Inspiring change through education is part of our DNA at TAFE NSW and is what motivates me most in my role as Managing Director
Tomorrow is International Women’s Day. This global event, which aims to highlight and eliminate gender inequality, has been recognised for over a century. The theme for 2014 is “inspiring change”.
I’ve been thinking about this theme and what it might mean for us in practical terms. What can we actually do to inspire change? Especially for an issue as complex and widespread as gender inequality.
My experiences as an Australian Volunteer Abroad in Zambia taught me early in my career that the single most powerful force for change is education. Now, many years on working in TAFE NSW, I still see the power of education to inspire and change peoples’ lives every day. Inspiring change through education is part of our DNA at TAFE NSW and is what motivates me most in my role as Managing Director.
International Women’s Day reminds us that in many societies across the globe, women are still deprived of access to education, safe working conditions, healthcare (especially regarding reproductive health) and equal pay for equal work. Women are predominantly the victims of violence, sexual assault and human trafficking. And women are still under-represented in leadership roles and decision-making positions.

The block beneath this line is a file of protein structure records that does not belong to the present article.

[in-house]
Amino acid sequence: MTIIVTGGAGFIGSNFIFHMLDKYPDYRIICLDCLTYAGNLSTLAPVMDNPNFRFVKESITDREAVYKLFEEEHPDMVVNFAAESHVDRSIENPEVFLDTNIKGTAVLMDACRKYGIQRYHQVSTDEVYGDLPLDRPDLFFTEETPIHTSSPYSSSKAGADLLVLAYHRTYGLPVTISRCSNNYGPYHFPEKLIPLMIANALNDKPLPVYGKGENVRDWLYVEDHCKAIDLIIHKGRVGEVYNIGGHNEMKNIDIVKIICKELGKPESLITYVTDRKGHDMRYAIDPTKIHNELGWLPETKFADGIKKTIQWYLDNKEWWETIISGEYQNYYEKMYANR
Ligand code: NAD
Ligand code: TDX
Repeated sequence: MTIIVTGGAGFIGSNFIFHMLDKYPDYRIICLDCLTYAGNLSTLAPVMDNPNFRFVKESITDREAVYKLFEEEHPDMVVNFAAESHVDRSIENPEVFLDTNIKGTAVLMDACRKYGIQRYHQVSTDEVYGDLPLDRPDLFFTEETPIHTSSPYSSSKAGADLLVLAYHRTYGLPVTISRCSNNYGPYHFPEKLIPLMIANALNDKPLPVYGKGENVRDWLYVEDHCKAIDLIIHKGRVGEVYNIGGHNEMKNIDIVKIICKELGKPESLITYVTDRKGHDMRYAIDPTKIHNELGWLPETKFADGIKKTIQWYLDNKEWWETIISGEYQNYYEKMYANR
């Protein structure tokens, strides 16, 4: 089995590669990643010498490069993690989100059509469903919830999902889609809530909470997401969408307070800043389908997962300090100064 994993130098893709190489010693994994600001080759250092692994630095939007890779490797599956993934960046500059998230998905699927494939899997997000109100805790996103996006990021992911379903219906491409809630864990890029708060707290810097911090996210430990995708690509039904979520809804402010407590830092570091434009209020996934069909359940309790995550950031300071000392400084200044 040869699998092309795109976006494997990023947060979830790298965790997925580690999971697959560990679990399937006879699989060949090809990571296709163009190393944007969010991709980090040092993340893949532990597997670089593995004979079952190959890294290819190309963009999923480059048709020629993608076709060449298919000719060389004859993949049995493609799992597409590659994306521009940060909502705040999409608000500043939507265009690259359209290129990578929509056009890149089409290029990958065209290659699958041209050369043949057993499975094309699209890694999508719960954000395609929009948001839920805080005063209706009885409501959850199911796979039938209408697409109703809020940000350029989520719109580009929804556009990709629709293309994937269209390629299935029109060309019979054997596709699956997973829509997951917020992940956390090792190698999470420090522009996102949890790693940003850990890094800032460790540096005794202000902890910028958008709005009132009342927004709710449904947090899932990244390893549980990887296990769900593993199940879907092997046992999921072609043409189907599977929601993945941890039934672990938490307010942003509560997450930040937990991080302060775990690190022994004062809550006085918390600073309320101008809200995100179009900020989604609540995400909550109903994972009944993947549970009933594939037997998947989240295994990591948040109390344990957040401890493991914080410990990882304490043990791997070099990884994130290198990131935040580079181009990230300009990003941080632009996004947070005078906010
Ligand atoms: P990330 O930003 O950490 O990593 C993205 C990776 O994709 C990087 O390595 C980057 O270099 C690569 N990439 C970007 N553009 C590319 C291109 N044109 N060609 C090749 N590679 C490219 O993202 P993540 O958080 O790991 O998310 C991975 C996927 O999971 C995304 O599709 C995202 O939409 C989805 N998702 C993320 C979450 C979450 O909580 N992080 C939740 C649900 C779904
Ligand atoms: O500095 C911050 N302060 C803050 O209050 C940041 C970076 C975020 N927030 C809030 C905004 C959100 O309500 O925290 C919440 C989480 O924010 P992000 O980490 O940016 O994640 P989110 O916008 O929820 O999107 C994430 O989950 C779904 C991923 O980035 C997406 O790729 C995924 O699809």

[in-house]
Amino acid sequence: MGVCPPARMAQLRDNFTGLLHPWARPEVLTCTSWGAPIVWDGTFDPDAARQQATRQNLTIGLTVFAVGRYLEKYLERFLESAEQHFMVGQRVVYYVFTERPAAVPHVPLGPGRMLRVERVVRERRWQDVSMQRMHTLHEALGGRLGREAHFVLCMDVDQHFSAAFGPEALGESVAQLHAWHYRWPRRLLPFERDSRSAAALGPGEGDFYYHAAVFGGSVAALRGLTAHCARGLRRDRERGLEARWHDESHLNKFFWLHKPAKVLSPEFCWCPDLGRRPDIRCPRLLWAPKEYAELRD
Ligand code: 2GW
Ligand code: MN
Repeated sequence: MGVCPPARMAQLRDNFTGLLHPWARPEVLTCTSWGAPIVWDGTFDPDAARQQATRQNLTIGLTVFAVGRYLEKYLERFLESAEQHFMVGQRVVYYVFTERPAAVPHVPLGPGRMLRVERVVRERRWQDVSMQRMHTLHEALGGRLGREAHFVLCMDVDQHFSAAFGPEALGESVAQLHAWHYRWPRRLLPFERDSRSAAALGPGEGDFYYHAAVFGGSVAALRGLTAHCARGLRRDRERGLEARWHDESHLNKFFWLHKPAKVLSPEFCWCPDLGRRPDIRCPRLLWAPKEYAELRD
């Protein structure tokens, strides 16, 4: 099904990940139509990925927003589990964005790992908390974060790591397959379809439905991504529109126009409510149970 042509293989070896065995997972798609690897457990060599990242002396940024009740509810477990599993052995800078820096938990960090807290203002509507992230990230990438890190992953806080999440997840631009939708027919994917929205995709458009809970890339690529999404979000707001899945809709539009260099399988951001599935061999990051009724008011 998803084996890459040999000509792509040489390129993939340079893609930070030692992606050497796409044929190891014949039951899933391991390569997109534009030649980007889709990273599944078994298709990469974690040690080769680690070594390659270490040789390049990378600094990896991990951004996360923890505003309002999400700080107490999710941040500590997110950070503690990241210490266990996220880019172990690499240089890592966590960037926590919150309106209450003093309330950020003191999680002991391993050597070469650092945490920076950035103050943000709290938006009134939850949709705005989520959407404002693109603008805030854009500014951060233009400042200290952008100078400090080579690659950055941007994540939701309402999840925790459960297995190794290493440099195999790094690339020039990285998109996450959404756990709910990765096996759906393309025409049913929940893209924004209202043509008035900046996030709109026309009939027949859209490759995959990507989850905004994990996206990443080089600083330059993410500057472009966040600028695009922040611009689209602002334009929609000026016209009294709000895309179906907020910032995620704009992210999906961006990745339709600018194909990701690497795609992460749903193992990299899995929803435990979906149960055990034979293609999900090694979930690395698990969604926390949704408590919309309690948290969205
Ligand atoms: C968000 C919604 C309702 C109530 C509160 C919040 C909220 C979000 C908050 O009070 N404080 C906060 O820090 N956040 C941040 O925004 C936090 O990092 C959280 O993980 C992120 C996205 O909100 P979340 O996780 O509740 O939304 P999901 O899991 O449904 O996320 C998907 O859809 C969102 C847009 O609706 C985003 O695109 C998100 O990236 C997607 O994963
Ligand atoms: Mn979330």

In January 2012 The Australian Bureau of Statistics (ABS) reported that only 29% (66 out of 226) of all members of Federal parliament were women, despite women making up half of Australia’s total population.
ABS figures released in February 2014 show that, on average, full-time women’s earnings are 17.1% less per week than full-time men’s earnings (a difference that equates to $262.50 per week).
Women also remain significantly under-represented in senior corporate positions within the top 200 ASX companies. In 2012, only 3% of boardrooms across the nation had a woman as chair and 3.5% of companies had a female Chief Executive.
I know there may be some who don’t see the importance or relevance of International Women’s Day today, arguing that women have already achieved equal rights with men.
I would encourage you to take some time out on International Women’s Day to reflect on our many achievements in addressing gender inequality both in Australia and around the world but also to be inspired to do much more.